A new Great Moderation?

by Analysis and Forecasting Department

This text summarizes the OFCE’s 2017-2019 forecast for the global economy and the euro zone; the full version can be found here.

Ten years after the financial crisis broke out in the summer of 2007, the world economy finally seems to be embarking on a trajectory of more solid growth in both the industrialized and most of the emerging countries. The figures for the first half of 2017 indicate that global growth is accelerating, which should result in GDP growth of 3.3% over the year as a whole, up 0.3 percentage point over the previous year. Some uncertainty remains, of course, in particular concerning the outcome of Brexit and the ability of the Chinese authorities to control their economic slowdown, but these are the types of irreducible uncertainties characteristic of an economic system that is subject to political, technological, economic and financial shocks[1]. Continue reading “A new Great Moderation?”

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What strategy for internally rebalancing the euro zone?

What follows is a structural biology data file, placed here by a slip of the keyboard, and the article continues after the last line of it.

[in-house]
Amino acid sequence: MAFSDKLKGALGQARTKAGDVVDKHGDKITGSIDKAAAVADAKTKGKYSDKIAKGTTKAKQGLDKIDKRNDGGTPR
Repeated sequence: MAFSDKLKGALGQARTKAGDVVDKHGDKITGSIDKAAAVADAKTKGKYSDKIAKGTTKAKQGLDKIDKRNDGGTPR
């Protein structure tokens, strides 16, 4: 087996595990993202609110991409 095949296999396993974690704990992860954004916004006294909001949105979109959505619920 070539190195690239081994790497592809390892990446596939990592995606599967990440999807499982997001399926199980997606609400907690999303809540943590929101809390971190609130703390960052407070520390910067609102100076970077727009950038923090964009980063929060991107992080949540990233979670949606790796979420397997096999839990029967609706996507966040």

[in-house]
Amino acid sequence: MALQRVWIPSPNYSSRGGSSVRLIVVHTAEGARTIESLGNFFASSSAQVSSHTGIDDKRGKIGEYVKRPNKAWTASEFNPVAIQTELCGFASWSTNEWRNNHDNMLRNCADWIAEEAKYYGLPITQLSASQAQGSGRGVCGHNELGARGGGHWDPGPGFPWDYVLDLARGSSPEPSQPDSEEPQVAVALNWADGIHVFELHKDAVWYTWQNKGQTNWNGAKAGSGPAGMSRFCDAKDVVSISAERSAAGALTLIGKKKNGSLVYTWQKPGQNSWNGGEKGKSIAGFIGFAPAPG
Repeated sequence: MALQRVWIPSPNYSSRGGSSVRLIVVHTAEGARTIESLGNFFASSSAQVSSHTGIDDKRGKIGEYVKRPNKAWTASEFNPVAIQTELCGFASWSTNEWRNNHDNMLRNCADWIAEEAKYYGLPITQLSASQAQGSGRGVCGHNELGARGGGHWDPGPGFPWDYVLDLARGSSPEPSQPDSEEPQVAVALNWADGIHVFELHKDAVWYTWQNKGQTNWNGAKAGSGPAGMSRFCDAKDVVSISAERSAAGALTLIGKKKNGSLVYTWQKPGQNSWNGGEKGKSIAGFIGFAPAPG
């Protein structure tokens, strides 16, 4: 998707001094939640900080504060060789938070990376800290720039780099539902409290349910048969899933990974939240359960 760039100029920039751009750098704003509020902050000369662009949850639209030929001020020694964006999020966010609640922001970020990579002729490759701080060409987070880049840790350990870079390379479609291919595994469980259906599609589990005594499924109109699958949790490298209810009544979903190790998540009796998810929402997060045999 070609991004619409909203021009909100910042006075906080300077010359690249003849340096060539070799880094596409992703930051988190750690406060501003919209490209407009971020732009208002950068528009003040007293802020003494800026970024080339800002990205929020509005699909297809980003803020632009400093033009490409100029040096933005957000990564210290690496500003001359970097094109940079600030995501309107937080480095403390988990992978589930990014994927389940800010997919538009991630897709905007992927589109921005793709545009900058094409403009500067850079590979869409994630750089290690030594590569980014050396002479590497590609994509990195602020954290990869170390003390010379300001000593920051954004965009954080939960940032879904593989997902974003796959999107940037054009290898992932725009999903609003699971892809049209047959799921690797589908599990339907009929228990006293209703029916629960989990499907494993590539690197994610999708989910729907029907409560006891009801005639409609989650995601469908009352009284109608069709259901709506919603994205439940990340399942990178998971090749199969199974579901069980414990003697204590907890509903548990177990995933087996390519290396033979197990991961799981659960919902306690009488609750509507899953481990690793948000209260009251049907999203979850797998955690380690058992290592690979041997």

By Sébastien Villemot and Bruno Ducoudré

The euro zone has made significant efforts to reduce its trade imbalances since the outbreak of the financial crisis. In 2009, only Germany, the Netherlands and Austria had a current account surplus, while all the other countries, in particular France, Italy and Spain, ran current account deficits, resulting in a deficit for the zone as a whole (-0.7% of GDP). Five years later, in 2014, the situation had changed radically. The euro zone had a large current account surplus –3.4% of GDP – with almost all the countries running a surplus (figure). Continue reading “What strategy for internally rebalancing the euro zone?”

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Should Germany’s surpluses be punished?

By Henri Sterdyniak

On the procedure for macroeconomic imbalances

Since 2012, every year the European Commission analyses the macroeconomic imbalances in Europe: in November, an alert mechanism sets out any imbalances, country by country. Countries with imbalances are then subjected to an in-depth review, leading to recommendations by the European Council based on Commission proposals. With respect to the euro zone countries, if the imbalances are considered excessive, the Member state is subject to a macroeconomic imbalance procedure (MIP) and must submit a plan for corrective action, which must be approved by the Council. Continue reading “Should Germany’s surpluses be punished?”